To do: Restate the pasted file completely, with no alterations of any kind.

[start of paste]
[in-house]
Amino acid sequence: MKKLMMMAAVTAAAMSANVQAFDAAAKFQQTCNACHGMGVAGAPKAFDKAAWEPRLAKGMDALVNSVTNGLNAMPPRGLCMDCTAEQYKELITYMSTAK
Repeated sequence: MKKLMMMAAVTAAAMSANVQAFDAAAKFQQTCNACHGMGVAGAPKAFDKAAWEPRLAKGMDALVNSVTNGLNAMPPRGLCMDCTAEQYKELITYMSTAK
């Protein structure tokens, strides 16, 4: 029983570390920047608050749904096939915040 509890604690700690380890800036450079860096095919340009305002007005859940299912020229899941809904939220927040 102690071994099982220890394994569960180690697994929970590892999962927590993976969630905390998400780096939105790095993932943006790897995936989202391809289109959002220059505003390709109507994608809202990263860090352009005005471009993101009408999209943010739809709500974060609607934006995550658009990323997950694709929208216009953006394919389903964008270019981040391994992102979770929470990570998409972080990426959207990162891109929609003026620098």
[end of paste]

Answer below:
[in-house]
Amino acid sequence: MKKLMMMAAVTAAAMSANVQAFDAAAKFQQTCNACHGMGVAGAPKAFDKAAWEPRLAKGMDALVNSVTNGLNAMPPRGLCMDCTAEQYKELITYMSTAK
Repeated sequence: MKKLMMMAAVTAAAMSANVQAFDAAAKFQQTCNACHGMGVAGAPKAFDKAAWEPRLAKGMDALVNSVTNGLNAMPPRGLCMDCTAEQYKELITYMSTAK
């Protein structure tokens, strides 16, 4: 029983570390920047608050749904096939915040 509890604690700690380890800036450079860096095919340009305002007005859940299912020229899941809904939220927040 102690071994099982220890394994569960180690697994929970590892999962927590993976969630905390998400780096939105790095993932943006790897995936989202391809289109959002220059505003390709109507994608809202990263860090352009005005471009993101009408999209943010739809709500974060609607934006995550658009990323997950694709929208216009953006394919389903964008270019981040391994992102979770929470990570998409972080990426959207990162891109929609003026620098």